The anti-Roma bigotry in Europe

 
Roma people (including Travellers, Gypsies, Manouches, Ashkali, Sinti etc) have been an essential part of the European civilisation for more than a thousand years. They are currently the largest ethnic minority in Europe with an estimated population of 10 to 12 million. Despite these figures, the Roma are still victims of wide spread discrimination and entrenched social exclusion. The majority live in very poor socio-economic settings permitting them minimal access to public services and are ostracised.
 
Prejudice against the Roma is an intricate part of their millennium-old history in Europe. From their earliest days,the Roma have been repressed and executed from mainstream society by European countries via different legislations. Thus, the Roma and their advocates argue that the ‘nomadic’ lifestyle is an outcome, rather than source, of the discrimination.
 
According to the European Union Agency for Fundamental Human Rights one in three Roma in Europe are presently unemployed and 90 per cent live below the poverty line. They are overrepresented in crime statistics across Europe and more probable to receive longer prison sentences compared to other minority groups, intensifying the already extreme negative sentiments.
 
Early August this year, several thousand local Roma had their water supplies cut off or reduced by the council in the northern Hungarian town of Ozd to stop the “waste” of water,implying water to be a privilege rather than a fundamental right.
 
In Ireland, police wrongly seized two Roma children from their respective families after a neighbour reported to the police she beard no resemblance to her family as she was pale skinned and blue-eyed. However, DNA tests proved both children were indeed being raised by their biological parents and had not been kidnapped.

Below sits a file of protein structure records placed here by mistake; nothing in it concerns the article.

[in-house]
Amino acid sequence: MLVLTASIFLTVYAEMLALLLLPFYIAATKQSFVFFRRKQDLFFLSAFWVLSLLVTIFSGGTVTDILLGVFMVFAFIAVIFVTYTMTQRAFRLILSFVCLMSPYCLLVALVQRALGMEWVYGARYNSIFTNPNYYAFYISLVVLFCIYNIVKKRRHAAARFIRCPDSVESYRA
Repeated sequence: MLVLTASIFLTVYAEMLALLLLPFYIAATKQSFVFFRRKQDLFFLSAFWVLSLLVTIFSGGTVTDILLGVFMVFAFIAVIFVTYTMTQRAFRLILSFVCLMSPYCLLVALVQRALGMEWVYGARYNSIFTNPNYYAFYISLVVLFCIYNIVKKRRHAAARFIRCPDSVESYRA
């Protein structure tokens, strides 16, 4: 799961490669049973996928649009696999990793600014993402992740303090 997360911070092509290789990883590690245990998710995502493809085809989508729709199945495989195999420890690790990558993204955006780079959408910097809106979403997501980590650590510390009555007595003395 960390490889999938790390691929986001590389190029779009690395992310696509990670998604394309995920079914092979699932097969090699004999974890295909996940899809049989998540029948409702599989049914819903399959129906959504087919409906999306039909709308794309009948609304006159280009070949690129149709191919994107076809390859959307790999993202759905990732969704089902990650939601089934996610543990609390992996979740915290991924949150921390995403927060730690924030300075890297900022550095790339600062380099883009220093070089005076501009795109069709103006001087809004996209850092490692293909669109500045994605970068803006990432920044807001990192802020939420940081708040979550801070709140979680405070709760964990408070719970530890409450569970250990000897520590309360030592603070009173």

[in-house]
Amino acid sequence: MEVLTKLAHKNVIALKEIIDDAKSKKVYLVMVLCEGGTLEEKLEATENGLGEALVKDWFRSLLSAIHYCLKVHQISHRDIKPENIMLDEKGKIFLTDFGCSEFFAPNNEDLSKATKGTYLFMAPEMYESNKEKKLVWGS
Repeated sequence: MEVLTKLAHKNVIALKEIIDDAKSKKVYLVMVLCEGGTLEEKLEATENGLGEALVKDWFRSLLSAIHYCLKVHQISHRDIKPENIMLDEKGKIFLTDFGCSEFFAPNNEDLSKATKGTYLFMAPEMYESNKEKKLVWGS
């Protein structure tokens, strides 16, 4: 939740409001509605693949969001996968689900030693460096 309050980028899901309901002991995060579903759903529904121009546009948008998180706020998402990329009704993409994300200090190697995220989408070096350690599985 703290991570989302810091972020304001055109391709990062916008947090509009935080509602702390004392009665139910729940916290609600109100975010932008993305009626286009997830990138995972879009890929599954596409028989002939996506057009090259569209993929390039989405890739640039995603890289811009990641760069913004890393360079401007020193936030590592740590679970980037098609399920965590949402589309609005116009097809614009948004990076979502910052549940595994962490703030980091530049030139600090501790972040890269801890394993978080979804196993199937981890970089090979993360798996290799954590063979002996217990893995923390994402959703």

Following these two cases was a case in Greece in which “Maria”, a blonde-haired, blue eyed child was taken from a Roma couple who were not her biological parents by Greek authorities. In this case, a Bulgarian woman confessed “Maria” was hers and that she had left her in Greece with a family she worked for in 2009 because of economic difficulties.
 
These recent cases highlight the dangers of ethnic stereotyping, which appears to be quite prevalent in Europe not merely within the public but also governments and politicians. In the case of Greece, school segregation is deemed to be one of the fundamental reasons fordiscrimination against the Roma.
 
It is not to say suspicions, no matter how trivial, of abduction or any crime should go unreported, but cases as such should not define a whole community. They should be treated as individual cases that may occur in any group irrelevant to one’s ethnicity, religion, class or race.
 
We all have a shared duty to prevent such chauvinistic allegations about the Roma community from spreading, not merely to prevent their further exclusion from society but also as a means to fight prejudice and stereotypes of whichever community.
 
It is exactly these objectives the team at RestlessBeings are willing and dedicated to achieve through programs like the Roma engage. Latest events also clearly highlight thenecessity and significance of such projects.
 
 
 
 

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